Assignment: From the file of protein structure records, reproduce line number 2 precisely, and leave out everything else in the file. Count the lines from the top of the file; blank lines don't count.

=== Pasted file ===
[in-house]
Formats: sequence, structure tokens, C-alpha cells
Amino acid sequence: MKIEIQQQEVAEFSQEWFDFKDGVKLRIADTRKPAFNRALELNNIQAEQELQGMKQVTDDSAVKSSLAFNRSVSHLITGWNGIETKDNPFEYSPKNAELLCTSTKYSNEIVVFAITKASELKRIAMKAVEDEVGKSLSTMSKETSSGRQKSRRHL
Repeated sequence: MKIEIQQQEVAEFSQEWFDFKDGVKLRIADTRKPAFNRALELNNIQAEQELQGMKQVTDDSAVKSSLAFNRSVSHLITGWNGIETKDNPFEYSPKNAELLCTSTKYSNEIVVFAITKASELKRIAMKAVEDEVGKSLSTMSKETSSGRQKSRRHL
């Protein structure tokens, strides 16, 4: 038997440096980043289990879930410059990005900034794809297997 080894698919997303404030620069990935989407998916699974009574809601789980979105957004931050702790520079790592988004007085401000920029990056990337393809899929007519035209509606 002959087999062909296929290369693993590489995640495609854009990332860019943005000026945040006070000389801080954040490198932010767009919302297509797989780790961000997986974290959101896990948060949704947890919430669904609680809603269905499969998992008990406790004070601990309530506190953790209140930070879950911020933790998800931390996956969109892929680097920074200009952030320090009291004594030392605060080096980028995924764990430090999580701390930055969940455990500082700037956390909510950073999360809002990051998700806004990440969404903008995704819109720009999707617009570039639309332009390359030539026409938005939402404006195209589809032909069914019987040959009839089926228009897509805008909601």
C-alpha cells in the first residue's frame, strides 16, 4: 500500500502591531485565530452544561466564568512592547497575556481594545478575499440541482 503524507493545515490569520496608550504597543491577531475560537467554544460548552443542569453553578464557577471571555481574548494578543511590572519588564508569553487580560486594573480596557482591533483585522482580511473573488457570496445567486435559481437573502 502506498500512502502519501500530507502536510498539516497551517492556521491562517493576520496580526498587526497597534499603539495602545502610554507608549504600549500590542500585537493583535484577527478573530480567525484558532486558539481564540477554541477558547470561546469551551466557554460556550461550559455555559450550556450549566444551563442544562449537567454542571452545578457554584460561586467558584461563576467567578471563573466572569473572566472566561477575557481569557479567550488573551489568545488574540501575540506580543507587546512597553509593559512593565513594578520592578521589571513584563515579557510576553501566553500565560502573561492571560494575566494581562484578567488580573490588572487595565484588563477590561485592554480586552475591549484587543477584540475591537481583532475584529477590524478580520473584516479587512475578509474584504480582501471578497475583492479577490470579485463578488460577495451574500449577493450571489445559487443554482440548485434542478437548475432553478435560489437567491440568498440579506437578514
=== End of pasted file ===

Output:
Formats: sequence, structure tokens, C-alpha cells